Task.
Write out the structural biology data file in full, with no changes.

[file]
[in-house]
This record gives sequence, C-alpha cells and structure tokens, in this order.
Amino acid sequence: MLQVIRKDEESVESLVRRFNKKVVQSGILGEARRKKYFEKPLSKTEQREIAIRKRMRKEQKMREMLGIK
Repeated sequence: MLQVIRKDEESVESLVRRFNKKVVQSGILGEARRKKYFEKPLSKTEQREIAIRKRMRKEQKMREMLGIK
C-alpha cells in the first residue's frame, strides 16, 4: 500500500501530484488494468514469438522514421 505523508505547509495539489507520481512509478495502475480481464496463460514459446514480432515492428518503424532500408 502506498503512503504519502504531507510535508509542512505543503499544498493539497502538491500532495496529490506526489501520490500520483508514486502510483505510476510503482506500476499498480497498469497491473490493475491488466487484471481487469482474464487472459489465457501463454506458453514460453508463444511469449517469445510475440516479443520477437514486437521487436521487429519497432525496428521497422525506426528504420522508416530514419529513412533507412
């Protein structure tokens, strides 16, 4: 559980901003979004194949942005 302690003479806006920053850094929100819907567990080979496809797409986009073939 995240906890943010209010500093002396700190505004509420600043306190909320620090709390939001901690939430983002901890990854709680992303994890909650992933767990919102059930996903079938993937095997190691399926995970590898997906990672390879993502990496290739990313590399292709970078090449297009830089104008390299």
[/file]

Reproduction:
[in-house]
This record gives sequence, C-alpha cells and structure tokens, in this order.
Amino acid sequence: MLQVIRKDEESVESLVRRFNKKVVQSGILGEARRKKYFEKPLSKTEQREIAIRKRMRKEQKMREMLGIK
Repeated sequence: MLQVIRKDEESVESLVRRFNKKVVQSGILGEARRKKYFEKPLSKTEQREIAIRKRMRKEQKMREMLGIK
C-alpha cells in the first residue's frame, strides 16, 4: 500500500501530484488494468514469438522514421 505523508505547509495539489507520481512509478495502475480481464496463460514459446514480432515492428518503424532500408 502506498503512503504519502504531507510535508509542512505543503499544498493539497502538491500532495496529490506526489501520490500520483508514486502510483505510476510503482506500476499498480497498469497491473490493475491488466487484471481487469482474464487472459489465457501463454506458453514460453508463444511469449517469445510475440516479443520477437514486437521487436521487429519497432525496428521497422525506426528504420522508416530514419529513412533507412
């Protein structure tokens, strides 16, 4: 559980901003979004194949942005 302690003479806006920053850094929100819907567990080979496809797409986009073939 995240906890943010209010500093002396700190505004509420600043306190909320620090709390939001901690939430983002901890990854709680992303994890909650992933767990919102059930996903079938993937095997190691399926995970590898997906990672390879993502990496290739990313590399292709970078090449297009830089104008390299």